You've recently given birth and are now in the mood to rekindle that spark that 9+ months ago resulted in your new baby (or babies). After you have a baby, when can you have sex? You may also be wondering what forms of contraception to use in this post-baby world of yours. The latest recommendation is to wait 18 – 24 months before getting pregnant again to allow your body and hormones time to recover and balance out. Did you know that waiting also reduces the risk of premature birth? Our doulas services include answering and going over every single one of your questions and concerns. Our doulas service the Orangeville, Caledon, Toronto, Brampton, and Mississauga areas.
It's important to know your birth control options!
When can we start having sex again after baby?
First, it's important that you get the medical "all clear" to have sex again. Whether you had a surgical or vaginal birth, your body needs time to heal.
It is possible to become pregnant as early as 3 weeks postpartum, so the type of contraception you use should be considered carefully.
Will Sex Be Painful after birth?
If you continue to have discomfort or pain during sex months after giving birth, it may be worthwhile to have your healthcare provider examine you to make sure that your perineum has healed properly after a tear or episiotomy and that you do not have pelvic organ prolapse of the uterus, bladder or rectum. You may also consider seeing a physiotherapist that specializes in pelvic floor therapy, not only would they be able to make a thorough assessment of scar tissue, pelvic organ prolapse, diastasis recti, muscle tension or weakness, but they would then work with you to help heal any issues – as this is typically more complex than just doing Kegels. (You will find links to our pelvic floor specialists who have been guests at our Mom & Baby Socials at the end of this blog post).
The hormones in these contraceptive methods may actually lower milk supply for some women – and your OB/GYN may not be aware of this as breastfeeding is not within their specialty (link: https://kellymom.com/bf/can-i-breastfeed/meds/birthcontrol/). Hormonal contraceptives are not recommended for breastfeeding mothers before 6 weeks postpartum because baby’s liver may be too immature at this point.
Nonhormonal methods such as barrier methods (such as condoms, sponge, cervical cap, etc.) or the copper intrauterine device (IUD) are better choices to use while breastfeeding. If you are not breastfeeding you have all the choices you had pre-pregnancy at your disposal.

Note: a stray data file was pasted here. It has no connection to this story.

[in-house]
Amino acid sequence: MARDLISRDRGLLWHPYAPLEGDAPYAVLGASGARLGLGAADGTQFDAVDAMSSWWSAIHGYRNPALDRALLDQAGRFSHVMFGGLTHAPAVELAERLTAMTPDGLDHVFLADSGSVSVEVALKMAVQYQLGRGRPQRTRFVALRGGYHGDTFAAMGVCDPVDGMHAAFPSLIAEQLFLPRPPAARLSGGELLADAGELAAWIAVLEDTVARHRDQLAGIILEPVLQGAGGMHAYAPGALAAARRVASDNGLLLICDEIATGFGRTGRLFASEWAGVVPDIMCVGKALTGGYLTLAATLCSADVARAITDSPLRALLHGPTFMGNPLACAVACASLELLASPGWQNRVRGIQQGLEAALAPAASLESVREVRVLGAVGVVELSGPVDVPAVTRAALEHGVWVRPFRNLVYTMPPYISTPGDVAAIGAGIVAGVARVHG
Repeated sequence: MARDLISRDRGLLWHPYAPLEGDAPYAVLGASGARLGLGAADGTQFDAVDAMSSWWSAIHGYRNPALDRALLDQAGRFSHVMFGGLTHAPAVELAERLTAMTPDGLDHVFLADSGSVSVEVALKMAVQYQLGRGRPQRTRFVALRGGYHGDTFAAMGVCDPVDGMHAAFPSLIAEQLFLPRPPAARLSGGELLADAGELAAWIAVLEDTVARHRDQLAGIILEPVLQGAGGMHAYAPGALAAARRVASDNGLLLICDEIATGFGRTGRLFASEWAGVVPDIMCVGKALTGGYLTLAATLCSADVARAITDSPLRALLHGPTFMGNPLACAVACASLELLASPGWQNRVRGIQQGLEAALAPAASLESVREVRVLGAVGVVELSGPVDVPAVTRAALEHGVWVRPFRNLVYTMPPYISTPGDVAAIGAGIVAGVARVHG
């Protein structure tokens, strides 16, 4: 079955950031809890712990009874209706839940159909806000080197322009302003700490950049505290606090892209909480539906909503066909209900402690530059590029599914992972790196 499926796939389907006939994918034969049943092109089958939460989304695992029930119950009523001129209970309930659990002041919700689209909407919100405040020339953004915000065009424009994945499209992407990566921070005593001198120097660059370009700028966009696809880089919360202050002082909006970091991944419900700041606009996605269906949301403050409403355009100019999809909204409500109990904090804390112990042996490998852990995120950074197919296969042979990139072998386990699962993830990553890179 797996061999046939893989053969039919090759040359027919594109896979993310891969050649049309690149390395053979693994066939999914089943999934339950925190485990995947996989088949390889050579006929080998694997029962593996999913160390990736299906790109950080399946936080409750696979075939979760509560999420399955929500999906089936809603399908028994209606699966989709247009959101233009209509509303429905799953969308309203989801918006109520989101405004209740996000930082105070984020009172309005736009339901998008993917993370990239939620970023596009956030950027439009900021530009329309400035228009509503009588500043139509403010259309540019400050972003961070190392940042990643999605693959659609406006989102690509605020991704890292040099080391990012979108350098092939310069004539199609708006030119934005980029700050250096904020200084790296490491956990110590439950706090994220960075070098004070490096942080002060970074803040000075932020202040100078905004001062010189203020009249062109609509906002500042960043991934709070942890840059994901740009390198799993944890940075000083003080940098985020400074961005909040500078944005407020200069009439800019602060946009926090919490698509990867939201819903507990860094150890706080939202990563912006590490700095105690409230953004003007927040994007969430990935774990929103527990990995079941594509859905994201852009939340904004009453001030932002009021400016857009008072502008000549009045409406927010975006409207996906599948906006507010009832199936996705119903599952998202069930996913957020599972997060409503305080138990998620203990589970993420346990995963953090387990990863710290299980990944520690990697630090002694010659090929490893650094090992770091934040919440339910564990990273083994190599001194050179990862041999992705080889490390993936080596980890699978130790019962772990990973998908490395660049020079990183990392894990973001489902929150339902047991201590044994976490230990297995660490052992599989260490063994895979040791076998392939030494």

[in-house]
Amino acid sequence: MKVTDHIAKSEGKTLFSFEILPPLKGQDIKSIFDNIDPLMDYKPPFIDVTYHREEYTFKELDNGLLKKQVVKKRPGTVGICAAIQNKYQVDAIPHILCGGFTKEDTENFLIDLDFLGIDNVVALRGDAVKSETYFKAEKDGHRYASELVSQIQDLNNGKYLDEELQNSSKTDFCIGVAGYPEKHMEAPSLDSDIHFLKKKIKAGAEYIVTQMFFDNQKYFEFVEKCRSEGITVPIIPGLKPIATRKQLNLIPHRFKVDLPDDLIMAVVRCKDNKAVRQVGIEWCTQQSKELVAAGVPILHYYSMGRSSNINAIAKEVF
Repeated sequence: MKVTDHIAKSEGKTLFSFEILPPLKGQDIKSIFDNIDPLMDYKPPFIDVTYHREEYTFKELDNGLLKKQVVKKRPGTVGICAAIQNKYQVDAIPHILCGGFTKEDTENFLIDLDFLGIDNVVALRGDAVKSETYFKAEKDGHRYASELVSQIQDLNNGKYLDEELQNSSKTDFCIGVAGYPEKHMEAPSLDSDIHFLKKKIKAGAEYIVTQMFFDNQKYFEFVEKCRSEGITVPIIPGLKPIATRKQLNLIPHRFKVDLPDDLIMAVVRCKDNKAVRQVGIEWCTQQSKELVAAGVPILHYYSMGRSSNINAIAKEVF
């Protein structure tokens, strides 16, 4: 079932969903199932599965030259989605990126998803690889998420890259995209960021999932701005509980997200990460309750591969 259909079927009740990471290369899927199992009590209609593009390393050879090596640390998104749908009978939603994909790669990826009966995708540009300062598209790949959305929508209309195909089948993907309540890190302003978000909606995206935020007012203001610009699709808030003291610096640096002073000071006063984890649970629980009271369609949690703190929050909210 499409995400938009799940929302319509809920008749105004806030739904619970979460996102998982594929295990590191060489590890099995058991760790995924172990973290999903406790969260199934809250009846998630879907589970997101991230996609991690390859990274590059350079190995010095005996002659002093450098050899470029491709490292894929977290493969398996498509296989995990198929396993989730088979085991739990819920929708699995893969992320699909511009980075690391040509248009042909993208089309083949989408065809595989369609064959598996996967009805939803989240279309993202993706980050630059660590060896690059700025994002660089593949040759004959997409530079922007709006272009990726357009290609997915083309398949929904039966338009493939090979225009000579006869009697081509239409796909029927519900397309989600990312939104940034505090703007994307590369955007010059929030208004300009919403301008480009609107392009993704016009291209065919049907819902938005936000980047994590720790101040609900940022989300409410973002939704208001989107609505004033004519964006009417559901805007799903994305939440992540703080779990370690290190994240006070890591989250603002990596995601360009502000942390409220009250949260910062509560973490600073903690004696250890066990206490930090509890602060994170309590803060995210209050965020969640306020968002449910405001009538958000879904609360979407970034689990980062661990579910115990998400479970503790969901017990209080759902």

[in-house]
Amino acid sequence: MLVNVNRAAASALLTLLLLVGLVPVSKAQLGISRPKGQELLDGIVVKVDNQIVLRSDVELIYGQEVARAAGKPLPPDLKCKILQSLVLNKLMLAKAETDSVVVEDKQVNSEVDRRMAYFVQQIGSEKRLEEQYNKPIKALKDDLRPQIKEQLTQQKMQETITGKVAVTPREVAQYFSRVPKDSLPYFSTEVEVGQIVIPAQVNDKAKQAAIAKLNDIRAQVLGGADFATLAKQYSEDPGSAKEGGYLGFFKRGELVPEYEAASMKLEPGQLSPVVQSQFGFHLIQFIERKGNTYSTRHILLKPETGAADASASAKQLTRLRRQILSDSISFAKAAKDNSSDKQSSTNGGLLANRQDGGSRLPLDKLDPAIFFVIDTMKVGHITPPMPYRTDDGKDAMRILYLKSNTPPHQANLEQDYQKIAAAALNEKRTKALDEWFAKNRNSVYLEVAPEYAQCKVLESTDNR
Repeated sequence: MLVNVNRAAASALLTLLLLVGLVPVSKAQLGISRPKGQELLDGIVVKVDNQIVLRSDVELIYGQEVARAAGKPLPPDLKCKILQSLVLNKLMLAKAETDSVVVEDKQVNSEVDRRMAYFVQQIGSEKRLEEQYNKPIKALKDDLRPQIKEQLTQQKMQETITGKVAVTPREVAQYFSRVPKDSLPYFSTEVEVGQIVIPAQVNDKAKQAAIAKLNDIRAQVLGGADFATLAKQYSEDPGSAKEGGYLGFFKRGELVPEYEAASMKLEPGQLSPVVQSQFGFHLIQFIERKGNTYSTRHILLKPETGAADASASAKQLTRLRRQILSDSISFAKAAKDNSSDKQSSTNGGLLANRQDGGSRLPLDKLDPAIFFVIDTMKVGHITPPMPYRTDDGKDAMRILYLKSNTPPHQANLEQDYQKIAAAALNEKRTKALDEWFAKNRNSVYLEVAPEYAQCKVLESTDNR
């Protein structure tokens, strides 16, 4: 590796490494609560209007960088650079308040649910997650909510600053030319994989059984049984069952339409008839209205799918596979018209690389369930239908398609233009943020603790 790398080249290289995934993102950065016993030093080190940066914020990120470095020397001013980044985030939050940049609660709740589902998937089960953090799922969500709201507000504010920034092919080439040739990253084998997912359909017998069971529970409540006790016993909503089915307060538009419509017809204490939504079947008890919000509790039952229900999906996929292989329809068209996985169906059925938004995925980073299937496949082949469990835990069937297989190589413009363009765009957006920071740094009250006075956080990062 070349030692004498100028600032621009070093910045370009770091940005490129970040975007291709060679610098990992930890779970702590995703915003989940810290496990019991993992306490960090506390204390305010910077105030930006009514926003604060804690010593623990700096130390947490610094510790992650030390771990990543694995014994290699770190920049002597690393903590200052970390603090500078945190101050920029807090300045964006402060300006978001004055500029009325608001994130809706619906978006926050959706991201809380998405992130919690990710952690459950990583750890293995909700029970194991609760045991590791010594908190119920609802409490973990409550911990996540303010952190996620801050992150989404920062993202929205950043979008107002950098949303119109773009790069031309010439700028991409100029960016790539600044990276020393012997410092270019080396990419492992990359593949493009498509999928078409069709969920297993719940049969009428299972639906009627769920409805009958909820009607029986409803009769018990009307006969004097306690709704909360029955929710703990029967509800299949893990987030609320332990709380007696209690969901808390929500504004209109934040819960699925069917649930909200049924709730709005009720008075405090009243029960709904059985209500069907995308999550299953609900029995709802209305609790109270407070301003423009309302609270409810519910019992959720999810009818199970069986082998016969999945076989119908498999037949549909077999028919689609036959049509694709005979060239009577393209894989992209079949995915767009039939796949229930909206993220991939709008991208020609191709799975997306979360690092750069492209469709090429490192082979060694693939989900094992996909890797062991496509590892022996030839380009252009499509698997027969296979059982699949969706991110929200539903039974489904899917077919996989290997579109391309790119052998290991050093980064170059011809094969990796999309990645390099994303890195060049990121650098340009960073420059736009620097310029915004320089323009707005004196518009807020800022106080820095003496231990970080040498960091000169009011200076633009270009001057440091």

Is breastfeeding a type of birth control?
Natural Family Planning Methods (Fertility Awareness)
If you are breastfeeding exclusively on demand, fertility awareness methods like the calendar rhythm method can be challenging because you are unlikely to start your period before 6 months postpartum so you cannot rely on a regular cycle to track. However, together with breastfeeding (LAM) and tracking cervical mucus and position, as well as basal body temperature, other natural family planning methods can be highly effective when followed correctly. We highly recommend that you work with your healthcare provider to help you learn to track your fertility. Fertility Apps are still very new and their accuracy has yet to be determined. Whether you are breast or bottle feeding it is important to be aware that all Natural Family Planning Methods have a higher chance of unplanned pregnancy than other contraceptive methods.
Tubal ligation "getting your tubes tied" for women and vasectomy "getting snipped" for men are surgical procedures that are suppose to eliminate any chance of getting pregnant again (95-99% effective). If you and your partner know you are done having children and don't want to worry about contraception this may be the option for you. There are risks to each procedure but your health care provider can help you understand the risks and the benefits of each.
sex after baby tip number 1:
Give yourself time to fall in love with your postpartum body!
sex after baby tip number 2
Buy new lingerie that fits your new postpartum body and helps you feel more comfortable (and sexy) in your new skin!
sex after baby tip number 3
Communicate with your partner. You call the shots, the tempo, the speed - you are in the drivers seat. And if you have to stop, that's ok!
The most important thing for couples to know is that this rekindling will take time, patience and some planning because you have a newborn demanding most of your time, attention and nurturing. Be sure to have extra love, grace, patience and understanding for each other - this goes a long way, and will return to you tenfold in the bedroom! Our team of doulas is happy to help answer any questions about after you have a baby when can you have sex and other bedroom queries.
These blogs about Pelvic Floor Health may be of interested to you as well:
Guest Blogger: Madelaine Golec, Registered Pelvic Health Physiotherapist and the owner of ECO Physiotherapy in Mississauga, ON.
Guest Blogger: Amanda Jones, MSc (PT), MSc (Med Sci), BSc (Biomed) provides both orthopaedic and pelvic health services at Eramosa Physiotherapy Associates in Orangeville.